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The Lovely Bones | Discussion Questions 41 - 50

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How does Alice Sebold use the concept of liminality or the space between in The Lovely Bones?

The concept of liminality figures prominently in The Lovely Bones. Liminality is understood as space between. The word itself comes from the Greek word limens, which can be translated to "threshold." Susie Salmon is on a few different thresholds. In her heaven, which can be read as a purgatorial space, she is on the threshold of both life and the ever after represented by the real Heaven. Her family is on the threshold of moving into a new life where their family unit will be built again from the broken bones left in the wake of Susie's death. The very construct of liminality suggests that there is something on the other side—that Susie will be settled into the other heaven and that the family will come out the other side of this tragedy in a new place.

How does Alice Sebold prepare the reader to accept Susie Salmon's entrance into Ruth's body in Chapter 22 of The Lovely Bones?

Having one character come back from the dead to inhabit the body of another character and have sex with someone while inhabiting that body is a dramatic moment that an author has an obligation to prepare her readers for. In order for the reader to accept what could be read as a rape, especially in a story that deals with rape, Alice Sebold has to do a lot of groundwork so that the reader sees this moment as beautiful rather than exploitative. One first important step toward preparing the reader for this is Ruth's sighting of Susie Salmon's ghost in the faculty parking lot in Chapter 3. Ruth's poetry that meditates on Susie in Chapter 10 also works to give the reader insight into the psychology of Ruth's character. In the chapter titled "Snapshots," Susie reveals that Ruth is "convinced that she had a second sight," the ability to glimpse the lives of women who had lost their lives at the hands of men. In fact, she patrols the city in an attempt to make connections with the dead. This obsession with the dead is another element of the story and Ruth's character that Sebold creates to help the reader accept Susie's entrance into Ruth's body. Additionally, the reader knows that Ruth and Ray Singh, despite Ruth's lesbianism, have had sexual contact before Susie enters her body. Finally, in Chapter 21, when Ruth sees Susie beside the sinkhole, she asks "Don't you want anything?" This question serves as Ruth's invitation for Susie to enter her body and have sex with Ray. Despite all of this preparation, many readers might still find it difficult to read the scene where Susie uses Ruth's body for her own satisfaction as "a beautiful moment" that grants Susie's wish and heals Ray and Ruth.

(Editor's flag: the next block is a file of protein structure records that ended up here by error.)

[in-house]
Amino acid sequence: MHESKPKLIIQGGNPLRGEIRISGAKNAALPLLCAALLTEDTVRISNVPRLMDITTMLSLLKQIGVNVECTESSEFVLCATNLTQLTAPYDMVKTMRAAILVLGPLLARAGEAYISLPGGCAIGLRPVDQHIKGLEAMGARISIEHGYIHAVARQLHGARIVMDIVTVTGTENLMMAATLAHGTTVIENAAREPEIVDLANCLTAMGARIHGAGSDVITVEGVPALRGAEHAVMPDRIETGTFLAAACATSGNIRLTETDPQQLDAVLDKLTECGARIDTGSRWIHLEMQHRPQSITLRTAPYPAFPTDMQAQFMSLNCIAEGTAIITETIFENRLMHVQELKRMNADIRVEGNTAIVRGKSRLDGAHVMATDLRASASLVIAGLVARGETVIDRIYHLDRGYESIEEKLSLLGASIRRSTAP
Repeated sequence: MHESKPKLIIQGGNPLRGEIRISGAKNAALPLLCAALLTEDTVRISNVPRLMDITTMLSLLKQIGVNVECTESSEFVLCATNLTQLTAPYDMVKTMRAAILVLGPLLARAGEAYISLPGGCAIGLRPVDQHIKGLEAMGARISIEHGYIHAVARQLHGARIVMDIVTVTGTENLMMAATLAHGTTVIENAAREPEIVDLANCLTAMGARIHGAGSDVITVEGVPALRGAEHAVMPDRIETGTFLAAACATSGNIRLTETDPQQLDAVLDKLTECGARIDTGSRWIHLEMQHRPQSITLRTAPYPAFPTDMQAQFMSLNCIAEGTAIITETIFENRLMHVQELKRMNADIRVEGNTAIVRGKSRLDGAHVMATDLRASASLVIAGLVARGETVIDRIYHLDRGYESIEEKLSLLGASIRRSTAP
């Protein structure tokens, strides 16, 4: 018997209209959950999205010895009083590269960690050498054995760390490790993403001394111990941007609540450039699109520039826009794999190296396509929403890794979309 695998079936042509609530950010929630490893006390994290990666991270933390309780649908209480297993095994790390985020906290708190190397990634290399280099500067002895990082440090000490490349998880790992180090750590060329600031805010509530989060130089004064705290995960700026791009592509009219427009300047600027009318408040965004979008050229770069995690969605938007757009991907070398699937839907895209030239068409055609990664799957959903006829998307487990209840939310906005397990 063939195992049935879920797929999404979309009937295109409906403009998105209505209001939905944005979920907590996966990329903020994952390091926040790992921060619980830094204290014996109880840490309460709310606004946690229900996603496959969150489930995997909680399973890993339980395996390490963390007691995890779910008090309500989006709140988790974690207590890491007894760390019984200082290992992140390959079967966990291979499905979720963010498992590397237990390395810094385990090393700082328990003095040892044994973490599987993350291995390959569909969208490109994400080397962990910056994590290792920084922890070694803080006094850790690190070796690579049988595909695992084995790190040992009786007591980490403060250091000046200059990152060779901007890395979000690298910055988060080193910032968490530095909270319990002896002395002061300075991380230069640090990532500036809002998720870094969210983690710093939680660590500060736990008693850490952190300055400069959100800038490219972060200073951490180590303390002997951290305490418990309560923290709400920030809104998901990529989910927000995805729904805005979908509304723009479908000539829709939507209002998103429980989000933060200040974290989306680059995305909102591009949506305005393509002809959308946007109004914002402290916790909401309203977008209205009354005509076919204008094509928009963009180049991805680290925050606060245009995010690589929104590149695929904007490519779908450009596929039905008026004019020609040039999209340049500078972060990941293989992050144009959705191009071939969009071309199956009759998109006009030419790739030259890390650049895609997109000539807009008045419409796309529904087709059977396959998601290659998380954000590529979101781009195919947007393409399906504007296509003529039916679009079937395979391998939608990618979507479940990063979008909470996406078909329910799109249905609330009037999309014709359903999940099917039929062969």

In Chapter 18 of The Lovely Bones, why does Mr. Salmon get so upset when Buckley Salmon uses Susie Salmon's clothes for his tomato stakes?